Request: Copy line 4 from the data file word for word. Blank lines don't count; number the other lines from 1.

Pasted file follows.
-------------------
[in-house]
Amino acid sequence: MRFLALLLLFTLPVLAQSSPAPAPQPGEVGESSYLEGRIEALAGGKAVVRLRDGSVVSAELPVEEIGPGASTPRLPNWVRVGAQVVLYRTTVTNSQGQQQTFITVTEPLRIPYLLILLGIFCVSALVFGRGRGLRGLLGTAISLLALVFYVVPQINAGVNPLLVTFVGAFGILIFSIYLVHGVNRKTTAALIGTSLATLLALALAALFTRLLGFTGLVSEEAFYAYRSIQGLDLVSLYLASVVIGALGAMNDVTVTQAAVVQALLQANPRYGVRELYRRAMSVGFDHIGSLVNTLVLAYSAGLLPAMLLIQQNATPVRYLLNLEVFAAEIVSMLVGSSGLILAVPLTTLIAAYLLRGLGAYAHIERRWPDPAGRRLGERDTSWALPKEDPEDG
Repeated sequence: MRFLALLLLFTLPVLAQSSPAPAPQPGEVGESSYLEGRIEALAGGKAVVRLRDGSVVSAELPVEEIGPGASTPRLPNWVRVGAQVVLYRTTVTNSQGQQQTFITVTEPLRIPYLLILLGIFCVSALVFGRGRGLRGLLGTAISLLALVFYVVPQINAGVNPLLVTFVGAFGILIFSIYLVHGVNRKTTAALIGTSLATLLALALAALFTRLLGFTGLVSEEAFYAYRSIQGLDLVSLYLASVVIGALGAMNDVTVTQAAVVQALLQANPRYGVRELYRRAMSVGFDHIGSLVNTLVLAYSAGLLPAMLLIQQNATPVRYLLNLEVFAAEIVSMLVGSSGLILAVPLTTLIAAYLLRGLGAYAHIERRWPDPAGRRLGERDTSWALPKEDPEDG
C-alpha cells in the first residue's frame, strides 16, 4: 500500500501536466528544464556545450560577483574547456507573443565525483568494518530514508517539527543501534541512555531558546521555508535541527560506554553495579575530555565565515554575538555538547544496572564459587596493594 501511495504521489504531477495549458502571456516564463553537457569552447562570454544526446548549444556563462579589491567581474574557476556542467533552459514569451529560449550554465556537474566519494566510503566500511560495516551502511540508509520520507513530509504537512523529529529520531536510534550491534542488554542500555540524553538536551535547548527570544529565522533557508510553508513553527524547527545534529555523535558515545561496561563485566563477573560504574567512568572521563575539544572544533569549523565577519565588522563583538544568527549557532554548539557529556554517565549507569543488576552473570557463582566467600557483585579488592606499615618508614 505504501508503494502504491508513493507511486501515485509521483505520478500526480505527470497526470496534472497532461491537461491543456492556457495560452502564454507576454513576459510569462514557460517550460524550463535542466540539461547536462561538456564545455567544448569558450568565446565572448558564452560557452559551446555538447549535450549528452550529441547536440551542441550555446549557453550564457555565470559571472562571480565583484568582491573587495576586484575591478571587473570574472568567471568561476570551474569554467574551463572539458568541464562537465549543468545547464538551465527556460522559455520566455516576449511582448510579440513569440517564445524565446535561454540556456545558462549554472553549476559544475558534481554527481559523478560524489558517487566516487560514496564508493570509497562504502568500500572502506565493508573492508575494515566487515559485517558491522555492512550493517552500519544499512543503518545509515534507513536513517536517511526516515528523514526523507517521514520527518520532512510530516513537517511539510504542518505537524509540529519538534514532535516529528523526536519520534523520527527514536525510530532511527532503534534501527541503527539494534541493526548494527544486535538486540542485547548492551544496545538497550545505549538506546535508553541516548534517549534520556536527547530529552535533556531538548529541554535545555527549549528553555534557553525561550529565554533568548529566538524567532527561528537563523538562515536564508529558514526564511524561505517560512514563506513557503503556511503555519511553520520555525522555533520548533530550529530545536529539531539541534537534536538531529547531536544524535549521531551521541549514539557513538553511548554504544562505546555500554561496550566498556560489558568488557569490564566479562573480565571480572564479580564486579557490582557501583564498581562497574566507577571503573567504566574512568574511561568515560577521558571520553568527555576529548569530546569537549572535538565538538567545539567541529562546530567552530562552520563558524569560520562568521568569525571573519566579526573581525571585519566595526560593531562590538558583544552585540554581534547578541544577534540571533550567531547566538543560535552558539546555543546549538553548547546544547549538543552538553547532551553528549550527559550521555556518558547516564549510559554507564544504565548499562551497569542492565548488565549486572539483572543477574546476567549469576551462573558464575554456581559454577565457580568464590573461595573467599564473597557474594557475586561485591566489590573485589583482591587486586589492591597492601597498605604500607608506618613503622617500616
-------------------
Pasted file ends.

C-alpha cells in the first residue's frame, strides 16, 4: 500500500501536466528544464556545450560577483574547456507573443565525483568494518530514508517539527543501534541512555531558546521555508535541527560506554553495579575530555565565515554575538555538547544496572564459587596493594 501511495504521489504531477495549458502571456516564463553537457569552447562570454544526446548549444556563462579589491567581474574557476556542467533552459514569451529560449550554465556537474566519494566510503566500511560495516551502511540508509520520507513530509504537512523529529529520531536510534550491534542488554542500555540524553538536551535547548527570544529565522533557508510553508513553527524547527545534529555523535558515545561496561563485566563477573560504574567512568572521563575539544572544533569549523565577519565588522563583538544568527549557532554548539557529556554517565549507569543488576552473570557463582566467600557483585579488592606499615618508614 505504501508503494502504491508513493507511486501515485509521483505520478500526480505527470497526470496534472497532461491537461491543456492556457495560452502564454507576454513576459510569462514557460517550460524550463535542466540539461547536462561538456564545455567544448569558450568565446565572448558564452560557452559551446555538447549535450549528452550529441547536440551542441550555446549557453550564457555565470559571472562571480565583484568582491573587495576586484575591478571587473570574472568567471568561476570551474569554467574551463572539458568541464562537465549543468545547464538551465527556460522559455520566455516576449511582448510579440513569440517564445524565446535561454540556456545558462549554472553549476559544475558534481554527481559523478560524489558517487566516487560514496564508493570509497562504502568500500572502506565493508573492508575494515566487515559485517558491522555492512550493517552500519544499512543503518545509515534507513536513517536517511526516515528523514526523507517521514520527518520532512510530516513537517511539510504542518505537524509540529519538534514532535516529528523526536519520534523520527527514536525510530532511527532503534534501527541503527539494534541493526548494527544486535538486540542485547548492551544496545538497550545505549538506546535508553541516548534517549534520556536527547530529552535533556531538548529541554535545555527549549528553555534557553525561550529565554533568548529566538524567532527561528537563523538562515536564508529558514526564511524561505517560512514563506513557503503556511503555519511553520520555525522555533520548533530550529530545536529539531539541534537534536538531529547531536544524535549521531551521541549514539557513538553511548554504544562505546555500554561496550566498556560489558568488557569490564566479562573480565571480572564479580564486579557490582557501583564498581562497574566507577571503573567504566574512568574511561568515560577521558571520553568527555576529548569530546569537549572535538565538538567545539567541529562546530567552530562552520563558524569560520562568521568569525571573519566579526573581525571585519566595526560593531562590538558583544552585540554581534547578541544577534540571533550567531547566538543560535552558539546555543546549538553548547546544547549538543552538553547532551553528549550527559550521555556518558547516564549510559554507564544504565548499562551497569542492565548488565549486572539483572543477574546476567549469576551462573558464575554456581559454577565457580568464590573461595573467599564473597557474594557475586561485591566489590573485589583482591587486586589492591597492601597498605604500607608506618613503622617500616